This week, the Illinois House Human Services Committee approved a bill to "get tough" on food stamp recipients. How? Rep. Chapin Rose proposed a bill that would to try and ensure that people can't sell their food stamps for money.
If his bill passes, every LINK card--the state debit card that food stamp recipients use to purchase groceries--would have a photo of the head of household. No one else in that household, not the person's spouse, child, parent or other relative, would be able to use that card.
The Shriver Center on Poverty Law is opposing the bill, saying it would create a huge hurdle for food stamp users. Of the 1.8 million Illinois residents who are in a family that receives food stamps, only 850,000 people would be allowed to use the card as a head of household.
But what I wanted to find out is this: Is food stamp trafficking really a big enough problem to warrant legislation against it and the cost to implement it, especially at a time when state coffers are practically empty?
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Dan Lesser at the Shriver Center suggested I do some research into food stamp trafficking. Are that many people really hocking their food stamps to dishonest retailers or people to get money? Lesser said Representative Rose suggested people were doing it on a regular basis, mostly to buy drugs. But how accurate is that claim?
The federal government has done some research into it. Obviously, Uncle Sam wants to know if his money is being used to buy a wholesome dinner or illicit drugs. The U.S. Department of Agriculture did study food stamp trafficking over a period of 10 years--first in 1993, then between 1996 and 1998, and finally between 1999 and 2002. It conducted more than 14,000 undercover investigations to find out how big of a problem food stamp trafficking really was.
Food stamp trafficking does exist, they found. The good news is that it's going down. In 1993, about $815 million in food stamps were used illegally. Between 1996 and 1998, it was $660 million, and by 2002, it had gone down to $395 milliion. That still sounded like a lot to me, until they put the number in better context--by 2002, about 2 cents of every food stamp dollar was used fraudulently.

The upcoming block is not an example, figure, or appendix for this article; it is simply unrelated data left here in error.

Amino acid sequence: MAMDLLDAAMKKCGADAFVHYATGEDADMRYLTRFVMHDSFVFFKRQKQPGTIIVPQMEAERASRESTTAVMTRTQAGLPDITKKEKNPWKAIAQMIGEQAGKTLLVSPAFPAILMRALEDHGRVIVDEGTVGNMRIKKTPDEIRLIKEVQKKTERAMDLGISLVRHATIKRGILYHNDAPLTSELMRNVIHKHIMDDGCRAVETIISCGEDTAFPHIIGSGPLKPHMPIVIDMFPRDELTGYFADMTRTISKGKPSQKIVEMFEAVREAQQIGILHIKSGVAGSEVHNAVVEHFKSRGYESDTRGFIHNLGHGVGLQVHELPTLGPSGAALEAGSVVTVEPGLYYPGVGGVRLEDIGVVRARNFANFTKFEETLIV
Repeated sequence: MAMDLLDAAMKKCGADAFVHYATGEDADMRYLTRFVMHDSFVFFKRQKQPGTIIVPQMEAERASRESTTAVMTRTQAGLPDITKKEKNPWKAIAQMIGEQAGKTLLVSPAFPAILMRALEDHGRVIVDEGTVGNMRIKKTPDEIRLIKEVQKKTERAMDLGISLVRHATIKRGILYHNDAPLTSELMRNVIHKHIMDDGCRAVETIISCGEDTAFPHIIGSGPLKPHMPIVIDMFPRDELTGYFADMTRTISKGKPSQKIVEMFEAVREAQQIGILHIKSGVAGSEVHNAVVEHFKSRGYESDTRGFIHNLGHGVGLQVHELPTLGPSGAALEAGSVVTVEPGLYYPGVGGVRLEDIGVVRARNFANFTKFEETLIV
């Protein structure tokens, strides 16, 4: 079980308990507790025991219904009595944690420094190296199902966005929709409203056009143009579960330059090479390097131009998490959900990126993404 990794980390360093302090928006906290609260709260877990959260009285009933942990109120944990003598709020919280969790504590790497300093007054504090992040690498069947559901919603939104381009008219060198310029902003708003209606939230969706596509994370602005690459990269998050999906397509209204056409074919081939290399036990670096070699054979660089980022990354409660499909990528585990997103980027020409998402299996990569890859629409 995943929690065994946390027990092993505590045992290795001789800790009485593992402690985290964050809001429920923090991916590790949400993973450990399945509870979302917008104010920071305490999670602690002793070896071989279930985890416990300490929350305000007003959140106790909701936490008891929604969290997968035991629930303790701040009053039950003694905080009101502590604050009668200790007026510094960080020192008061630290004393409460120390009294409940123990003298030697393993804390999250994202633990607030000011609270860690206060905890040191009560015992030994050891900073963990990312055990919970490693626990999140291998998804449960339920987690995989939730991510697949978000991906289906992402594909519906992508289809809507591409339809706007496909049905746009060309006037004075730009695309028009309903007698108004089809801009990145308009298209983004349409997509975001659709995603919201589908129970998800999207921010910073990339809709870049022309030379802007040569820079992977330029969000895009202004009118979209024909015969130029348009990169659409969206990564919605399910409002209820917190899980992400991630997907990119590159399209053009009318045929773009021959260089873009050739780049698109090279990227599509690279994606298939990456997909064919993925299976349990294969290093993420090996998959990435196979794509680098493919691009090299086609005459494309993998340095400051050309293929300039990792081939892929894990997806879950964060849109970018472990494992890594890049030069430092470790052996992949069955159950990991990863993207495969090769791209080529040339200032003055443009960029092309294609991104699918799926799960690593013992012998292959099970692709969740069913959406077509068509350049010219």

By 2005, that value had decreased to 1 cent on every dollar, according to the U.S. Government Accountability Office. Even more interesting, not only did it find that the majority of food stamps aren't used fraudulently, but food stamp fraud isn't evenly distributed among stores. It's concentrated in small corner stores and groceries, and occurs very rarely in big supermarkets, where the majority of food stamps are used. Small groceries account for just 5 percent of food stamp use.
Furthermore, there's some anecdotal evidence that Illinois is going out of its way to combat food stamp fraud. One Chicago grocery store owner was sentenced to 57 months in prison for a food stamp fraud scheme, according to the Wisconsin Policy Research Institute. When the U.S. Government Accountability Office looked at stores that were disqualified from the food stamp program, it found 35 percent of the stores concentrated in just four states--New York, Illinois, Texas and Florida--even though those states had only 26 percent of all food stamp recipients.
A recent amendment to Representative Rose's bill requires the Illinois Department of Human Services to do a cost analysis of the bill before it would be implemented it. Lesser told me he thinks the bill would cost the state millions. And, to implement the program, Illinois would have to get a waiver from the federal government.
So, millions of dollars to combat what is perhaps 1 cent on Uncle Sam's dollar, which is something that we already seem to be pursuing?
It reminds me of the headlines in Minnesota recently--politicians getting up in arms because of an investigation that showed welfare dollars being used to buy lottery tickets and alcohol. Even though the data have shown that the problem is extremely small, state officials are shaking their fists, demanding that something be done. They've proposed a similar bill, requiring photo identifications and prohibiting welfare recipients from using an ATM to withdraw cash.
"I'm fully aware that these kinds of misuses and abuses are probably less
than one percent of the people that are doing this stuff, but we just
want to make sure that it's not happening at all," said Minnesota Rep. Kurt Daudt. "These are
tax dollars. People expect that they're going to be used in a
responsible manner, and that's really what the intent of this is."
I guess it's like my third-grade teacher used to say--one bad apple spoils the bunch. But should 99 percent of poor people using public assistance honestly be considerably inconvenienced by the 1 percent who aren't?
That's the question our legislature will have to answer.